Part of my last few months in Detroit was arranging a cooking series with chefs who were transitioning, either from jobs to their own restaurants or between restaurants. So I curated a series with Chef Craig Lieckfelt, well known for a pop-up called Guns + Butter; Chef Brion Wong, who's now opening the kitchen at a restaurant called The Peterboro; Chef Jonathan Kung, who has a pop-up called Kung Food; and Chef Kate Williams, who was transitioning from one restaurant, and is now opening her own Lady of the House restaurant in Detroit. Brendon Edwards also did a series of dinners, and was on the verge of opening a restaurant called Standby, which is getting rave reviews. My son Marlowe is the bartender there. So it was this incredible series with five, six chefs all on the verge of moving to something substantial, who I curated pop-ups with. You can imagine the remarkable conversations, all really fantastic cooks, very different cuisines, all in the space of three months. Kate was the first one to come and visit New York, and do a guest dinner [at 475 Kent].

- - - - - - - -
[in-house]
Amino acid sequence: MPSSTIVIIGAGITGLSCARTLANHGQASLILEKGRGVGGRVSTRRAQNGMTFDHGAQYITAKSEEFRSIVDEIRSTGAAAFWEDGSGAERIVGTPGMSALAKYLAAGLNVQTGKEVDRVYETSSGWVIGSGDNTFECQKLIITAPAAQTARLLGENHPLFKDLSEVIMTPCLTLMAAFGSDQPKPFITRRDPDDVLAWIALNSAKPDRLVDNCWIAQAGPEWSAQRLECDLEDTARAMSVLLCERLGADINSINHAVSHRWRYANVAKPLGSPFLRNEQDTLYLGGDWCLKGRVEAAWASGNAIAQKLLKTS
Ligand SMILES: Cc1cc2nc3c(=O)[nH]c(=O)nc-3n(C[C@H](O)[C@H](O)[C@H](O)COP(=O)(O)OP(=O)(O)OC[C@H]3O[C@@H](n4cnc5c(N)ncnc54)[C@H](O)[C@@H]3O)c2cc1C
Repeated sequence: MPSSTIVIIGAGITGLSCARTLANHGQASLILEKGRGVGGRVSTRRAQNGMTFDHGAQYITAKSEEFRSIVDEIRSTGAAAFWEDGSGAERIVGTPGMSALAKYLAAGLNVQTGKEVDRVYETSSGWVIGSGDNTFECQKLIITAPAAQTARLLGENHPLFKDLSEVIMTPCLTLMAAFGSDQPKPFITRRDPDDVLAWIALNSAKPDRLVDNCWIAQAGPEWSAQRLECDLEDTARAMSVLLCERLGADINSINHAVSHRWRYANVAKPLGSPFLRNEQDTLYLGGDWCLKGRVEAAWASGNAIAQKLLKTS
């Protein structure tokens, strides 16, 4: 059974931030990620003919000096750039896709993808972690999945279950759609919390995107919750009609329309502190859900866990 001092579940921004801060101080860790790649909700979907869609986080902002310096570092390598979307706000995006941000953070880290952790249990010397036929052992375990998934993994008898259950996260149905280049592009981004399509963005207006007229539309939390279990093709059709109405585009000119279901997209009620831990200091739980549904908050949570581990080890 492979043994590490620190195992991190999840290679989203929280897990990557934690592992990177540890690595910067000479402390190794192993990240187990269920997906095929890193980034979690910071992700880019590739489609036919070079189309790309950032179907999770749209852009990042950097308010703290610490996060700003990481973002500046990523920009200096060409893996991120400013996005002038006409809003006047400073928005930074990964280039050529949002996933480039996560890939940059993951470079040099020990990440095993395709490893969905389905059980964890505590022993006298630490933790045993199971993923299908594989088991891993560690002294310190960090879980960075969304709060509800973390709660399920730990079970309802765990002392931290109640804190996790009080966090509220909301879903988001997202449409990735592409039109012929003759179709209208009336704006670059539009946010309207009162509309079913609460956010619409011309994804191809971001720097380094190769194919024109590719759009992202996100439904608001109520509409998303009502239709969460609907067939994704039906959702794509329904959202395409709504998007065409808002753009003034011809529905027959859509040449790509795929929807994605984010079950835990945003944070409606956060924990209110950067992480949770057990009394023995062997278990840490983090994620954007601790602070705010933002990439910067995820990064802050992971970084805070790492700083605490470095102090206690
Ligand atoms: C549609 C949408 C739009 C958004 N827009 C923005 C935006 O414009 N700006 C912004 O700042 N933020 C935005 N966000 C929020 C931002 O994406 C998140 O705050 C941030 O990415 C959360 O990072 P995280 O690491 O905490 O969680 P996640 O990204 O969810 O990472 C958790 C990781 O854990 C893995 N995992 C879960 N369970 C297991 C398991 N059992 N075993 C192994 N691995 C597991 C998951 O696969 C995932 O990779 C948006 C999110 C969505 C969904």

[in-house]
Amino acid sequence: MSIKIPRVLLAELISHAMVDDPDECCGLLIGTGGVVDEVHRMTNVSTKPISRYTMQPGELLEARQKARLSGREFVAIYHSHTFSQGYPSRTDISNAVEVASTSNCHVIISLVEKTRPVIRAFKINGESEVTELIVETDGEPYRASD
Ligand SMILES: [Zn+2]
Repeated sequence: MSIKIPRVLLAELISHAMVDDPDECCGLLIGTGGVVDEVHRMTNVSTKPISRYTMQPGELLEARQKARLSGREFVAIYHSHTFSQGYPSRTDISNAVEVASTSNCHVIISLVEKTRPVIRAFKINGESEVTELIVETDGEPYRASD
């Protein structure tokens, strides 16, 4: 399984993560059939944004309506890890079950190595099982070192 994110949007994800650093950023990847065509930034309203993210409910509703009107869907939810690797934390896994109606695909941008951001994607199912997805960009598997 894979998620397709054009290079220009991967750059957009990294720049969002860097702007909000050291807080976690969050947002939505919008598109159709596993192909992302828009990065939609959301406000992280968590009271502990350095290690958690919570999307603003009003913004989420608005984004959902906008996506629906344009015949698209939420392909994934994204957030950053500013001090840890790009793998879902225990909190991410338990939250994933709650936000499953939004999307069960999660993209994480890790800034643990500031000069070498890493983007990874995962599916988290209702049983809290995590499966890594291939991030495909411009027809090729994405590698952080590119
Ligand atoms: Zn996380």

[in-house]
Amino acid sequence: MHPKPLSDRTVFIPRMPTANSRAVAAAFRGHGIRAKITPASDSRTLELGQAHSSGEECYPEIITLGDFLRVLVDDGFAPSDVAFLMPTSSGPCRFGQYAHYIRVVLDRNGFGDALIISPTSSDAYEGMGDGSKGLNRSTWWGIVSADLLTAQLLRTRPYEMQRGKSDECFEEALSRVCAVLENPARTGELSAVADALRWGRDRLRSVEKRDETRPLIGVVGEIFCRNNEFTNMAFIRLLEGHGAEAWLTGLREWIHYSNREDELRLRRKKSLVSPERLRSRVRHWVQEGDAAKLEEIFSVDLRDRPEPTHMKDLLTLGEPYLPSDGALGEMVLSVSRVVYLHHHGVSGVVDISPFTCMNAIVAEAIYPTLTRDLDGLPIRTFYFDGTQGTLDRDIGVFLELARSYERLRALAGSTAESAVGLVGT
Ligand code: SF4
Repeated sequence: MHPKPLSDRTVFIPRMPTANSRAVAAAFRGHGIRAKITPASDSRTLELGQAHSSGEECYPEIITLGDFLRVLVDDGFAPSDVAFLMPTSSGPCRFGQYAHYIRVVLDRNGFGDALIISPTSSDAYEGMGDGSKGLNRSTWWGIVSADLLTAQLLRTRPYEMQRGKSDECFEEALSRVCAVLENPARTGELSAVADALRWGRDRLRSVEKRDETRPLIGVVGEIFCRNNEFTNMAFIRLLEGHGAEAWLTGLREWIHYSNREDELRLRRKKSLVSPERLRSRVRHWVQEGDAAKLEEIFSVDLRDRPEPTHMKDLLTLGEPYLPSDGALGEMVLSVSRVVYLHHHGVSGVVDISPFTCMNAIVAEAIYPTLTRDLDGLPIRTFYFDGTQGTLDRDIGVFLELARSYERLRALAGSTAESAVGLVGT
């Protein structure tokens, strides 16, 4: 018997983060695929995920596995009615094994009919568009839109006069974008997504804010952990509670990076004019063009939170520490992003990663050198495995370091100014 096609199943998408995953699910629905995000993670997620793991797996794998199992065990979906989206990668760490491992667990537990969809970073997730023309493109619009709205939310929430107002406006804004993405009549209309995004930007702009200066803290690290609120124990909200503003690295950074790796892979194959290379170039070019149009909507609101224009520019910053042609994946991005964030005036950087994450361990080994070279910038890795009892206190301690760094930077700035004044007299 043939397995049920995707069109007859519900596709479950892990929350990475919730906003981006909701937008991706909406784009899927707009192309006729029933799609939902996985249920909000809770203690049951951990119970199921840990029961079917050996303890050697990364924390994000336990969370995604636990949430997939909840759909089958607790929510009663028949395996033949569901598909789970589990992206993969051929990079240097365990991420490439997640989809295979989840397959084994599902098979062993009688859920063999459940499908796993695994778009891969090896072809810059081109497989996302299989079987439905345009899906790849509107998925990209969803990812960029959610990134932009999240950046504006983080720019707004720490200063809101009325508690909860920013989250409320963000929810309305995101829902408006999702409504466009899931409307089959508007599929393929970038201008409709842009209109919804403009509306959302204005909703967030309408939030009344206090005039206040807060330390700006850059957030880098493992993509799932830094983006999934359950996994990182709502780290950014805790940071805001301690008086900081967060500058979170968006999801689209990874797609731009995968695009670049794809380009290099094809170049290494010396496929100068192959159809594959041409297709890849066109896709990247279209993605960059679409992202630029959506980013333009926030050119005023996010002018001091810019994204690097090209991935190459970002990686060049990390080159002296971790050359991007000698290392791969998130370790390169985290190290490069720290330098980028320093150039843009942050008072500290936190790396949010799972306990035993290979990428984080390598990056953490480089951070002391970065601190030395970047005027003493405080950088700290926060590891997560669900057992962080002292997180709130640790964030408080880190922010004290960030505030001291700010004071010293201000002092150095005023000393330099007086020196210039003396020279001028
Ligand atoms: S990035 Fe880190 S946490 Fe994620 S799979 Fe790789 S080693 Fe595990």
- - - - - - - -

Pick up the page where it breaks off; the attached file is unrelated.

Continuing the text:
Detroit has had a food culture for hundreds of years, had a food culture unbroken for the last 100, and the longest operating market. It's a very vivid food culture. This is being referred to as a renaissance in Detroit at the moment. Detroit has done really fine in particular qualities of local cuisine, and people cooking for each other, and families cooking. That's been great. This moment might suggest a set of relationships that I find really interesting. All the chefs I just mentioned have relationships with farmers. So what does that mean to the economic impact on Detroit? Every single one of them visits farms, sources from small farmers, supports the farmers' market. That of course, as we all know when we eat at these places, is part of the narrative sold to diners. Knowing the name of the pig you're eating. So knowing a lot of the farmers, and being a supporter of a lot of the farmers. Many of these farmers also have long-term relationships with Michigan, are stewards of the land, and have a serious stake in the cleanliness of food. So for me again, there are teaching opportunities here. I opened a learning kitchen in Detroit called Market Studio Kitchen, and worked with 45 Detroit citizens facing a range of challenges (not only economic, but mental health challenges, physical health challenges), and introduced them to their market, making sure they had a stake in the market, and doing fundamental cooking techniques mostly aimed at self-sufficiency. These are people who eventually want to live alone, so it’s sort of life skill stuff. But that again, for me as a teaching moment, I could bridge the gap where they met the farmers that grew the tomatoes, that they then made a salsa with. They then went home that night and made a salsa at for their families. The speed of that transmission, teaching should happen at that speed, with those kinds of implications. They meet a farmer in the morning, and that night they're making a tomato sauce. That's the educational trajectory I prefer to be involved with.